Ripping duct tape and backwards playing boom boxes don’t seem like they’d be key ingredients in an extremely likable album. A file cabinet being thrown across the room even makes an appearance. Anyone planning on attending Okkervil River’s upcoming show at Vinyl Music Hall might want to bring a helmet should the band try to recreate the many sounds from their new album.
“I think that you can get something far more interesting with different sounds, new sounds,” front man Will Sheff said. “I wanted to make a record that had a sort of headphone quality to it, and I wanted every song to sound special and interesting.”
Sheff wrote and produced the band’s latest album, “I am Very Far”, while living in Plainfield, N.H. with his grandparents.
“Every place affects you in some little way,” Sheff said. “Part of this record was about early memories and the strangeness of them, and the perceptions you have as a kid, when things are vague and mysterious.”
The move from Brooklyn and Austin, the recording spots for the band’s previous albums, to New Hampshire, is fitting for the theme of early childhood perceptions; Sheff grew up there.
“I think that maybe I’m just getting some of that early stuff out of my system, not that this is a purging or a confessional album, but sometimes things roam around in your head and you just need to vomit it all out,” Sheff said, adding with a laugh, “That was a weird, vaguely disgusting metaphor.”
Aside from infiltrating the album with remembered youthful ideas and bombarding the recording studio with office equipment, Okkervil River also incorporated a plethora of additional musicians for some tricky live recordings.
“We had seven guitarists at the same time, two drums kits, several pianists—I wanted the wild, out-of-control feeling of having all these people together, like the thrill of seeing a marching band,” Sheff said. “You can hear the sounds of a bunch of people working very hard together.
Sheff and the extended band spent over 12 hours to get one song right, just playing it all together, over and over. “It sounded best when no one person was playing too uniquely, but just everyone trying to play all together,” Sheff said.
The band committed to recording the larger group for the record, but their live show will consist of only the original band. And maybe a duct tape ripper, if we’re lucky.
The band has recorded six albums, five EP’s and several split records with other artists. They’ve appeared on “The Late Show with Jimmy Fallon”, “Conan O’Brien” and “Late Show with David Letterman” twice. However, their newest album marks a first for the band, as it is the first album they have produced themselves.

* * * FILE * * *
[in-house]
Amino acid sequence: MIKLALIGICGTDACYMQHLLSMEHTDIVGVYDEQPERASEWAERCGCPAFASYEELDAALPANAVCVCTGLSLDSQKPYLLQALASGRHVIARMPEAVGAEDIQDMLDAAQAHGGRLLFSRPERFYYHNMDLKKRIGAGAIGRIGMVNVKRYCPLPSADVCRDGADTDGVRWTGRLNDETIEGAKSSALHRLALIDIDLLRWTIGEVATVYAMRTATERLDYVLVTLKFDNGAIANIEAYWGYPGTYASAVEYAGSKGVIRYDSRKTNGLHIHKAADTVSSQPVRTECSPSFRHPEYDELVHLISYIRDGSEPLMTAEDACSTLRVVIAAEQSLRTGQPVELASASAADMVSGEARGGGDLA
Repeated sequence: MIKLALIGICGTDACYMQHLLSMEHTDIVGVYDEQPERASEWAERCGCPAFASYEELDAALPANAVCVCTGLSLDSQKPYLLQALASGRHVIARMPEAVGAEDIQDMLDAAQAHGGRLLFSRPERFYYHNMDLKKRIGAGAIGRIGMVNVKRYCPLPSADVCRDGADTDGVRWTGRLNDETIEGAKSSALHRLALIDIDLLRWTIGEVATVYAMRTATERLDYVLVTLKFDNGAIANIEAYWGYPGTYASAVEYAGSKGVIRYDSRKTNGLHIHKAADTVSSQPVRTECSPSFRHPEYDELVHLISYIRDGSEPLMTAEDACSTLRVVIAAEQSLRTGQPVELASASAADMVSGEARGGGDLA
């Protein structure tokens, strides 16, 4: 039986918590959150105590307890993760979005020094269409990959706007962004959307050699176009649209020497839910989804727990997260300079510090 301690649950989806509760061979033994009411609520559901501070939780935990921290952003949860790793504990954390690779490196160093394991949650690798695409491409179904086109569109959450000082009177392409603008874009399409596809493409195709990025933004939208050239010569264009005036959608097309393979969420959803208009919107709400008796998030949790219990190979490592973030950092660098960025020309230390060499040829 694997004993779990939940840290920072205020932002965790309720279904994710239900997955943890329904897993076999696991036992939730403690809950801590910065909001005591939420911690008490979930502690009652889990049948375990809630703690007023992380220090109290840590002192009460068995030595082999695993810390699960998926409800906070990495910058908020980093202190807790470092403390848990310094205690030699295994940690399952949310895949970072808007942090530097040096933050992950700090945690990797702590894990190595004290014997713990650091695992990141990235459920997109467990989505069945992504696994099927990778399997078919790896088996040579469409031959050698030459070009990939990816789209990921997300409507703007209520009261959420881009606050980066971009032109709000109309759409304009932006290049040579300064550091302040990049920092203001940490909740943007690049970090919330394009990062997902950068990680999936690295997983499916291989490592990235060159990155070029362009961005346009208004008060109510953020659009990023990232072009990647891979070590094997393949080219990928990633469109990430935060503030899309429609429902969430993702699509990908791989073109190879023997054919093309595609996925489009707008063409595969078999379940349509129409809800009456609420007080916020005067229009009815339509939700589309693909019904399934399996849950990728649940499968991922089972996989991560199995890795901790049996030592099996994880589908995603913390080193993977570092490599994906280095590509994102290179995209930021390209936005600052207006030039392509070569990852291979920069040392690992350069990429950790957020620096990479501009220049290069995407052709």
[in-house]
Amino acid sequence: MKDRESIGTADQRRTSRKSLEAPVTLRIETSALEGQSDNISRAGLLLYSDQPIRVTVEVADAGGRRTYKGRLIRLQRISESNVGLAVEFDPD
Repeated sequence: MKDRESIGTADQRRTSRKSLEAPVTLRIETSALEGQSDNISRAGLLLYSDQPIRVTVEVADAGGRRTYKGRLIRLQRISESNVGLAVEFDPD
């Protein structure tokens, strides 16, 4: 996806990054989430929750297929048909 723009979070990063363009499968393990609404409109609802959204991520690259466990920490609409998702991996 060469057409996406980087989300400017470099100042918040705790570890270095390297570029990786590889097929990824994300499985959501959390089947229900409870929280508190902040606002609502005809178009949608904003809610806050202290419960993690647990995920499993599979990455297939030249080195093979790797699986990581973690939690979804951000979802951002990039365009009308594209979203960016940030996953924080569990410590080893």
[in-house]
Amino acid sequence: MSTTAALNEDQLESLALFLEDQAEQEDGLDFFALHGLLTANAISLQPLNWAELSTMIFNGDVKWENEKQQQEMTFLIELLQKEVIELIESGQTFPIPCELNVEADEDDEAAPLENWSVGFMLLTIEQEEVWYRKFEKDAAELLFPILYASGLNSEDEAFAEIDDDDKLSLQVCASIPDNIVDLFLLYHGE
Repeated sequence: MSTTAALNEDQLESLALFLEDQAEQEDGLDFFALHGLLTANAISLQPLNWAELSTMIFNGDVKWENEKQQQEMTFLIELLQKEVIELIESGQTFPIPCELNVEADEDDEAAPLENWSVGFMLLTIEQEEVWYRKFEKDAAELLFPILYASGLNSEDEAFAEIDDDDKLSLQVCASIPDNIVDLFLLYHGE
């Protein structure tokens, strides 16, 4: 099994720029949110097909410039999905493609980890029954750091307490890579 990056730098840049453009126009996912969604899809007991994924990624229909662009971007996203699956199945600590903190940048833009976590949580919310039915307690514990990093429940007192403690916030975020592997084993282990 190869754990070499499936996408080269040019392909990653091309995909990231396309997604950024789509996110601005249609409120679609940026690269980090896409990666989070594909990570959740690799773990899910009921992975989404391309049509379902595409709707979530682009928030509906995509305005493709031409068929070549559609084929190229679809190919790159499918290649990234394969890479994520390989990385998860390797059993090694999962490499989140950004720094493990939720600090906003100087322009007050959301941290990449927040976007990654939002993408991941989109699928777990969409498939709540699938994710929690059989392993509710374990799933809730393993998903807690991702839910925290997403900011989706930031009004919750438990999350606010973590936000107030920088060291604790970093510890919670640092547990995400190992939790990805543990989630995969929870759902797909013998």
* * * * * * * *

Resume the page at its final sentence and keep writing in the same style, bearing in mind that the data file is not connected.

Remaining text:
“We’ve spent years and years working with a producer, and I think I’ve spent more time arguing with them than anything,” Sheff said.
Sheff recently produced Roky Erickson’s album “True Love Cast Out All Evil” and was nominated for a Grammy for his writing and production efforts.
Although Sheff didn’t win the Grammy, his work was recognized nonetheless. The New York Times even wrote in a review of the latest Okkervil album, “Will Sheff writes like a novelist”, and although shrouded in slight vagueness, should be taken as a compliment.
The comparison to a novelist isn’t so far fetched, at least superficially, seeing as the band’s name is borrowed from a short story of the same name by Russian novelist Tatyana Tolstaya.
“The story’s about an aging bachelor, a music collector who’s obsessed with a singer he thinks is dead,” Sheff said.
The bachelor comes to find out that the singer is alive and goes to visit her. He finds her surrounded by fans just like him and realizes that she’s nothing like the music he loves so much.
“There’s sort of a sadness to it,” Sheff said. “Art is beautiful, but it mocks you—it’s not like real life, which is often boring.”
Unless you bypass the mundane and try to make music out of things that aren’t music until you can no longer tell the difference, or want to.
OKKERVIL RIVER WITH WYE OAK
WHEN: 8 p.m. Thursday, Sept. 15
WHERE: Vinyl Music Hall, 2 S. Palafox